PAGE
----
07.01.20 – I Love To Tell The Story

Journal entry by Vicki Bunke 

Many people consider Ernest Hemingway to be the gold standard for fiction. One of the distinctives of his writing is simple and clear prose. Legend has it that friends, who knew how much he despised flabby and florid writing, once challenged him to write a story using only six words. He accepted the challenge and wrote: “For sale: Baby shoes, never worn.”

If you have a pulse, those six words probably stopped you in your tracks. And that’s because stories, even if comprised of only 6 words, are powerful. They are like seeds carrying within them something mysterious, compelling, and potent. That might explain why we love hearing and telling certain stories over and over again.

I was recently asked to share a story. A story I know well – so well that I know each and every single part by heart. But if I am being honest, some parts of the story I don’t really like. In fact and had it been up to me, I would have written some of it differently. Very differently.

Which reminded me of an old church hymn I also know very well. The hymn is “I Love To Tell The Story” which is based on a poem written by Kate Hankey. The poem that inspired this hymn actually had two parts. The first part was entitled “The Story Wanted” and the second part which inspired the hymn I mentioned was called, “The Story Told.”

I find those titles interesting…The Story Wanted and The Story Told. Why? Mainly because in my experience those two things don’t always match up. In other words, the story wanted is not always the story told.

That is certainly true of the story that I was asked to share more than a few months ago at the Swim Across America Summit in Nashville. Along with Dr. Wasilewski, I had the opportunity to share Grace’s story. It was called: The Story of Amazing Grace Bunke. Swim Across America was kind enough to record it and with the assistance of many professionals including one of Grace’s friends, Hannah Aspden, our presentation was put together and can be seen here:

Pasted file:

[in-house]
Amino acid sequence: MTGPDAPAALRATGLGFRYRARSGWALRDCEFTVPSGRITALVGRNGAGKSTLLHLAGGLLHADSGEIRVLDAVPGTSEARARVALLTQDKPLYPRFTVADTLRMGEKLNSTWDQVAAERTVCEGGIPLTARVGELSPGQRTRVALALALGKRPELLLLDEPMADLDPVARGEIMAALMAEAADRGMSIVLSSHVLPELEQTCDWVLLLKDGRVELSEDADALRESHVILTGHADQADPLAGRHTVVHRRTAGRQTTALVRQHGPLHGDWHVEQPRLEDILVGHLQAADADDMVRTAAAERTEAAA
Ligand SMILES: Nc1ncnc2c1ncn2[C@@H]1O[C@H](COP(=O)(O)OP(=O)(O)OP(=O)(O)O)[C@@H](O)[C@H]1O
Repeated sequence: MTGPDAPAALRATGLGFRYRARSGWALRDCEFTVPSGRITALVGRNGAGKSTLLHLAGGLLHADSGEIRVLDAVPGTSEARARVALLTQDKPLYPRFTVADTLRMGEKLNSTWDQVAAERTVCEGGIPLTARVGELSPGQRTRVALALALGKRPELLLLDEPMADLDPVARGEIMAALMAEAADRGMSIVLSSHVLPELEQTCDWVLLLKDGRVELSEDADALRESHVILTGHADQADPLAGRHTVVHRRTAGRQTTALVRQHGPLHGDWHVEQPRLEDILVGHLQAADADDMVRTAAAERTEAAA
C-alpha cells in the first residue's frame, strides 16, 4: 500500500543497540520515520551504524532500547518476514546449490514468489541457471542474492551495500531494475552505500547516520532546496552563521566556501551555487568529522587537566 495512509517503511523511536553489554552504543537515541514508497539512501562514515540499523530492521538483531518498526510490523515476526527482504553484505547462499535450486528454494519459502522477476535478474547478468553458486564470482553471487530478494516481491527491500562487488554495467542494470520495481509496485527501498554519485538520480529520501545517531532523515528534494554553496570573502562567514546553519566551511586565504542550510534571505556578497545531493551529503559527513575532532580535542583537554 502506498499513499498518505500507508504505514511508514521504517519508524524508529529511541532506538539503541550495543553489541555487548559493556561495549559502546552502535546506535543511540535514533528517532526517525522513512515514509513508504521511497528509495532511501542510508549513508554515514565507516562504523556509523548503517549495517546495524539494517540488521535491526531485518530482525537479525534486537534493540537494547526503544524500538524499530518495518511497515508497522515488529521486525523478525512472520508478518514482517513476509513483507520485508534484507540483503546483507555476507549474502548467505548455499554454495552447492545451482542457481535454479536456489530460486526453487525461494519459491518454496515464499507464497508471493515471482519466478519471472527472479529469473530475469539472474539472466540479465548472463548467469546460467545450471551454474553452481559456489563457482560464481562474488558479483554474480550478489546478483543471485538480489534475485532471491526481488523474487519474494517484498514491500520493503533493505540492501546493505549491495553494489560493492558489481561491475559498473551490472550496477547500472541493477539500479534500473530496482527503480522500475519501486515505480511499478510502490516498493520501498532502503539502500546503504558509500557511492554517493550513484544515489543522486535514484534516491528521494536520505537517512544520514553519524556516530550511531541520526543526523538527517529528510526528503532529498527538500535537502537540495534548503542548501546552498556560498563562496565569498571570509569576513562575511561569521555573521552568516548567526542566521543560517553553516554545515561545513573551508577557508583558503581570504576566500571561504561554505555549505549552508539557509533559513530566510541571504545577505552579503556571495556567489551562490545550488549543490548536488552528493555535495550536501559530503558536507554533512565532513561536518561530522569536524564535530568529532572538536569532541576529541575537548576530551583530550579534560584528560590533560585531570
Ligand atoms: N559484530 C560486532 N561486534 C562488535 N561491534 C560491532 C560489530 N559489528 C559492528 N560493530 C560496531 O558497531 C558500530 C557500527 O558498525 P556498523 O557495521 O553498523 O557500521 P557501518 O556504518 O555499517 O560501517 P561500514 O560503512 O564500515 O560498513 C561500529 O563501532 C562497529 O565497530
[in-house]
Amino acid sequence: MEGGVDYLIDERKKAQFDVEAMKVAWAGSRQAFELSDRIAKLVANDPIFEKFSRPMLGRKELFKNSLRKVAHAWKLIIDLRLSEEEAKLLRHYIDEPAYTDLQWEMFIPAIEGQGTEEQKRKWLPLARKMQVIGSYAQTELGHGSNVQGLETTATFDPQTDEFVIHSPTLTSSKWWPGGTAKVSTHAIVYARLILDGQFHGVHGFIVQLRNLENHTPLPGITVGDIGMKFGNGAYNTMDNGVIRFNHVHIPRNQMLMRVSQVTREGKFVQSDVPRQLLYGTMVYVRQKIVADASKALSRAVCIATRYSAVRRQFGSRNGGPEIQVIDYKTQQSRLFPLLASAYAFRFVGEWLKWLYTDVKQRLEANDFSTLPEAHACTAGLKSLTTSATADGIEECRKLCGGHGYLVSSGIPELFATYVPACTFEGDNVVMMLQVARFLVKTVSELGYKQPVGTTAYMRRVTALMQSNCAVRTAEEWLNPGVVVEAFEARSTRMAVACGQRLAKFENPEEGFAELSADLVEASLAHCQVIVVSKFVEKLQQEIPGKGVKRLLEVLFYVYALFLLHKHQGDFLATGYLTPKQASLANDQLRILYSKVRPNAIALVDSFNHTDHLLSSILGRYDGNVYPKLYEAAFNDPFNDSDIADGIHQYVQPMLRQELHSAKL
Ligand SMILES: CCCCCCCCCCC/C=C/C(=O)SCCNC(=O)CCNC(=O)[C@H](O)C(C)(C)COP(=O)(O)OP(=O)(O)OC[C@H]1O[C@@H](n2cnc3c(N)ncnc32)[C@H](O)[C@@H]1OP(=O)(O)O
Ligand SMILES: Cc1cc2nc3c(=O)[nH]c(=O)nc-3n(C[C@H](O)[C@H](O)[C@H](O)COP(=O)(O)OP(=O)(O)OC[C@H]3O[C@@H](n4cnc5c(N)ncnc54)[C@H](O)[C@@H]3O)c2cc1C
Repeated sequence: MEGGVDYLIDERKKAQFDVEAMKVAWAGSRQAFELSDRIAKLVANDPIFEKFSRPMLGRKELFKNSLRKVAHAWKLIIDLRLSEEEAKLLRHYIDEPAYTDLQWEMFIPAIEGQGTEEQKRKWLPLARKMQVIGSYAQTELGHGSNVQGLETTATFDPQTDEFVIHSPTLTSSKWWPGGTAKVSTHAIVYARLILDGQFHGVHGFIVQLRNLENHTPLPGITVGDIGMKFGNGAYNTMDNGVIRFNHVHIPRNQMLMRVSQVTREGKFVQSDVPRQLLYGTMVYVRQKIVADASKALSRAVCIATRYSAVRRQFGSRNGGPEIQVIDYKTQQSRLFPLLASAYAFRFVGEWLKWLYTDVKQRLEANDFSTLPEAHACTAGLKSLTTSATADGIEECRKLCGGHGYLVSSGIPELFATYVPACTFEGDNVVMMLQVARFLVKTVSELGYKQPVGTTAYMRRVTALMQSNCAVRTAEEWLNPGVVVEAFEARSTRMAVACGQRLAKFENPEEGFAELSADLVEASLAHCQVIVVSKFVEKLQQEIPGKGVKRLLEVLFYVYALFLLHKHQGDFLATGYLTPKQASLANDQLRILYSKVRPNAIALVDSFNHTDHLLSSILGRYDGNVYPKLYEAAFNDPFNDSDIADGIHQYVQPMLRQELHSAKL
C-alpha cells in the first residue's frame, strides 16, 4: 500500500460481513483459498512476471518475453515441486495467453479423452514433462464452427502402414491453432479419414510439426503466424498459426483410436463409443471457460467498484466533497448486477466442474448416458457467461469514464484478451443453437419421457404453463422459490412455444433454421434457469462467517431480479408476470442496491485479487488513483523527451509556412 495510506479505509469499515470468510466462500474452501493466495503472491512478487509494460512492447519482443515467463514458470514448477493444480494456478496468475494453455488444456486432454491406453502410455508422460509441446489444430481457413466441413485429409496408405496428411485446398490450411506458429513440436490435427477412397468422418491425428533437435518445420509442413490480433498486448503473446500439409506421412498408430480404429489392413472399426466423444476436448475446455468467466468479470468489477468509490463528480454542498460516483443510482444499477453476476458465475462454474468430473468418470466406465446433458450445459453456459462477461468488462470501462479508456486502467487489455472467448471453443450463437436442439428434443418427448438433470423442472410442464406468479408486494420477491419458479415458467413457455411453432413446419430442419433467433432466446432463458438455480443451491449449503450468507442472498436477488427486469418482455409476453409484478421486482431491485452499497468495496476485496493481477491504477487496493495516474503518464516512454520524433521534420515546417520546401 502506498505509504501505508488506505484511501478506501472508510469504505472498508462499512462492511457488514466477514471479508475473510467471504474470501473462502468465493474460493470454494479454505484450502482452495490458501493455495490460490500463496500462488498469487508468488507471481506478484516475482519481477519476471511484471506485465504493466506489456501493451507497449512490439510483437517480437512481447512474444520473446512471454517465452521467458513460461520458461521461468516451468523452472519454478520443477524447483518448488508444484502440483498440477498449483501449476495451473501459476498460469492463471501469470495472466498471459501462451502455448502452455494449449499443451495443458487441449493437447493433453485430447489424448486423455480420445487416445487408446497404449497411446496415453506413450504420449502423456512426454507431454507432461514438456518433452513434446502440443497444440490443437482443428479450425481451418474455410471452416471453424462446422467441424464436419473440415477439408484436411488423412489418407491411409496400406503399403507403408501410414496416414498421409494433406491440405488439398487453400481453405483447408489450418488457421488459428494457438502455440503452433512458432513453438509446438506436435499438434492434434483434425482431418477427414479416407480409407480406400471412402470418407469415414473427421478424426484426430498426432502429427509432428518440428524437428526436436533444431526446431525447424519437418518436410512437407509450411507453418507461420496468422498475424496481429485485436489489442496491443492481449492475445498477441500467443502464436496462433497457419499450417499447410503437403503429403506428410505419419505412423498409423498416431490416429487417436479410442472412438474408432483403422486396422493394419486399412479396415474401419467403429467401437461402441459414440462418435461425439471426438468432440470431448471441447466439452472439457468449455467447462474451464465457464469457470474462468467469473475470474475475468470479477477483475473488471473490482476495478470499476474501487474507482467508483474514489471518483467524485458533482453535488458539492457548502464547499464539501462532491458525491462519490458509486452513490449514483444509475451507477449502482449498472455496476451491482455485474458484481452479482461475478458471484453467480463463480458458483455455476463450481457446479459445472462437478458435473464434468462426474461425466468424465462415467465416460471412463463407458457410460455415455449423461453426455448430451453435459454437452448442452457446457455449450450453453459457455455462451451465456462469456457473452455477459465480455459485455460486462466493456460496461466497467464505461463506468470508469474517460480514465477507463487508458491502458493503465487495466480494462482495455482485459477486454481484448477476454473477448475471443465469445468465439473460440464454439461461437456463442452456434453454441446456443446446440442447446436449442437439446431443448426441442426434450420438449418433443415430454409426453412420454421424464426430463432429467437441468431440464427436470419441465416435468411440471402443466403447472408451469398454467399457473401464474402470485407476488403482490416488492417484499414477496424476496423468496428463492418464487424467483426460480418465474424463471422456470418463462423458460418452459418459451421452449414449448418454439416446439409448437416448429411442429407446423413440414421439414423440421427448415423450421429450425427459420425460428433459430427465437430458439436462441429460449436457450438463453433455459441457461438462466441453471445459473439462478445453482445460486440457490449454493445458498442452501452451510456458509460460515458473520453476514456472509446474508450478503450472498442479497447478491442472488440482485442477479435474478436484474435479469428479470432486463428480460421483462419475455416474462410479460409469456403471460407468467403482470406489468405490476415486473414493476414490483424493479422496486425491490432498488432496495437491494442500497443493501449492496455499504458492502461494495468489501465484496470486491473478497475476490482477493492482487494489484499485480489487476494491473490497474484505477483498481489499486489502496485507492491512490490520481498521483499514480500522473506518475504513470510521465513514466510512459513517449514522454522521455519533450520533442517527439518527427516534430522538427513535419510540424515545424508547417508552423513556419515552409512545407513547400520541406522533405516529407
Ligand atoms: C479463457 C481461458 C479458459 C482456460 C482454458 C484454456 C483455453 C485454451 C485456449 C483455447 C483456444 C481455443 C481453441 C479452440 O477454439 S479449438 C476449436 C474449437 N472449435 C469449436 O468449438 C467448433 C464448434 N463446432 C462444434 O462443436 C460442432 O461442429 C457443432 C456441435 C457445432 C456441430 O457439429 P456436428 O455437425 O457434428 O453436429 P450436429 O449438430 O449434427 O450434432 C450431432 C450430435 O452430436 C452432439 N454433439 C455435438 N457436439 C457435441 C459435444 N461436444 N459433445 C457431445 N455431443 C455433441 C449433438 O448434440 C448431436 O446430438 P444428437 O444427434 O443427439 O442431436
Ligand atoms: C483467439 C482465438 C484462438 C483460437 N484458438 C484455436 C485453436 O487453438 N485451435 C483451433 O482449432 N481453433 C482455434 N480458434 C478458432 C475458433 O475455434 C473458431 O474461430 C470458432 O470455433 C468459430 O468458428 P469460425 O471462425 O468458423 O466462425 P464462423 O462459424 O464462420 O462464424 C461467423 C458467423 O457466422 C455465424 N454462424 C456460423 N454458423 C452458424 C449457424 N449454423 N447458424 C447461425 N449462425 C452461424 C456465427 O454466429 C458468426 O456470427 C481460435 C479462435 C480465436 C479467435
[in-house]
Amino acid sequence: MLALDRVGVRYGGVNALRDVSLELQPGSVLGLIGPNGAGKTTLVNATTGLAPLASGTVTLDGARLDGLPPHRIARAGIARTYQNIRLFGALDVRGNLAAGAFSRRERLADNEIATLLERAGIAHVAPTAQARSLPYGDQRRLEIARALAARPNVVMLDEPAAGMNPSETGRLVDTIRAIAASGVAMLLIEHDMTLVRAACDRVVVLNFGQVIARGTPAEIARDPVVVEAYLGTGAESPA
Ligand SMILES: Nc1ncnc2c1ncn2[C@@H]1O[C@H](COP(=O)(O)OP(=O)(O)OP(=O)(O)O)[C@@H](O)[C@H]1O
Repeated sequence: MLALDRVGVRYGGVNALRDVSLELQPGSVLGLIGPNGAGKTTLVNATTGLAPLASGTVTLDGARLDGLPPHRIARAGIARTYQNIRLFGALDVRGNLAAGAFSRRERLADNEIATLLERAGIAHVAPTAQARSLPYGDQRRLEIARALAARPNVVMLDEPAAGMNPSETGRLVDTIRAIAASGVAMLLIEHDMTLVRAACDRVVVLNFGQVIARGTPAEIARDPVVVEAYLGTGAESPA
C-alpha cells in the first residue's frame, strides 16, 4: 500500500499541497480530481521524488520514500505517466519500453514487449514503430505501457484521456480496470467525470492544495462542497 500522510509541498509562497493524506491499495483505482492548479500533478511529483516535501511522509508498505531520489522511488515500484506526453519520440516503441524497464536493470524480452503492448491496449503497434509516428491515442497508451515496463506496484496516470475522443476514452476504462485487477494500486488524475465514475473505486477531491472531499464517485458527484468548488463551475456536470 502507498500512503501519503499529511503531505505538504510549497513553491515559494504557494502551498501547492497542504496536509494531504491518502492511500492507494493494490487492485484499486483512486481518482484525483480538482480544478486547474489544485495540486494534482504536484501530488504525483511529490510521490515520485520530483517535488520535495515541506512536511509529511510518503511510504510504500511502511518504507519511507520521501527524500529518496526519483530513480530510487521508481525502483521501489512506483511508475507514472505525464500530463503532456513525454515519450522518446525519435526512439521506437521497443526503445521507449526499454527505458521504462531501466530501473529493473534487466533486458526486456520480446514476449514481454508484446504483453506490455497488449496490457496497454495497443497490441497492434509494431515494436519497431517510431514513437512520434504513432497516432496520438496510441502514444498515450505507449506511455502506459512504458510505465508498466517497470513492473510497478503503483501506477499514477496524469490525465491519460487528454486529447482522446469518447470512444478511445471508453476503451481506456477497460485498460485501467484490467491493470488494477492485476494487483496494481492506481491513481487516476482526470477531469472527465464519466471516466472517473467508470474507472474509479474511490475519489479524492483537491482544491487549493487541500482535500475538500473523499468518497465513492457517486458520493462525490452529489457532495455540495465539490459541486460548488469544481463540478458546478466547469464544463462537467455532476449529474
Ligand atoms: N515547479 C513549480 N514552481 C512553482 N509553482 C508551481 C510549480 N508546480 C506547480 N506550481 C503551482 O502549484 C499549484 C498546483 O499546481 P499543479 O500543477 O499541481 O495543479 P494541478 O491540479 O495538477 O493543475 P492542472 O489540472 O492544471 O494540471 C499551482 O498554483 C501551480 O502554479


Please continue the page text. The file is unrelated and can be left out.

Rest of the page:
The Story of Amazing Grace Bunke

If you watch the video you will see that Grace’s story is not a story about cancer or illness, but rather a story about love and faith and hope. Regardless and despite how much I love to tell her story, it was not the story I wanted. It most certainly didn’t end the way I wanted it to end. No, the story I wanted was not the story told.

At the end of my presentation, I formally announced my plan to honor Grace’s life and memory by swimming in 14 of the Swim Across America open water events in 2020. We even gave my plan a name. We branded it: The Amazing Grace Swim Across America Tour 2020. However, due to COVID-19, the plan and tour is officially being postponed until 2021. Again, the story wanted will not be the story told.

I think this year – the year of 2020 – everybody can relate to this idea. The story most people wanted for 2020 is not the story that is being told. The Amazing Grace Swim Across America Tour is definitely not the only event or experience that has been postponed or changed. But what if we were able to change our perspective on this year and our experiences thus far?

As I watched the on-line Mt Bethel UMC service this past Sunday in my living room with friends, I was struck by Gaylyn Kelly’s sermon and her questions posed at the end. She asked:

What if 2020 is exactly the way it’s supposed to be? What if it’s supposed to be hard and difficult, scary, raw, challenging? What if it’s exactly what it’s supposed to be?

In other words, what if we embrace the story being told and let go of the story we wanted? What if we rely on God’s faithfulness as we remember the promise of Romans 8:28: “For those who love God all things work together for good, for those who are called according to his purpose.

Trust me, I get it. I will be the first to confess that God’s providence can, at times, read like a mystery novel that doesn’t make sense this side of heaven; but in the end, His story line for those who trust Him is always wise, specific, and good. What if we believe this to be true – even when the story we want does not match the story that is told? In my experience, that’s what trusting God is all about. And that is a story I will always love to tell.

“When we leave the pen in His hands we will never be disappointed with the story of our lives.” (Eric Ludy)

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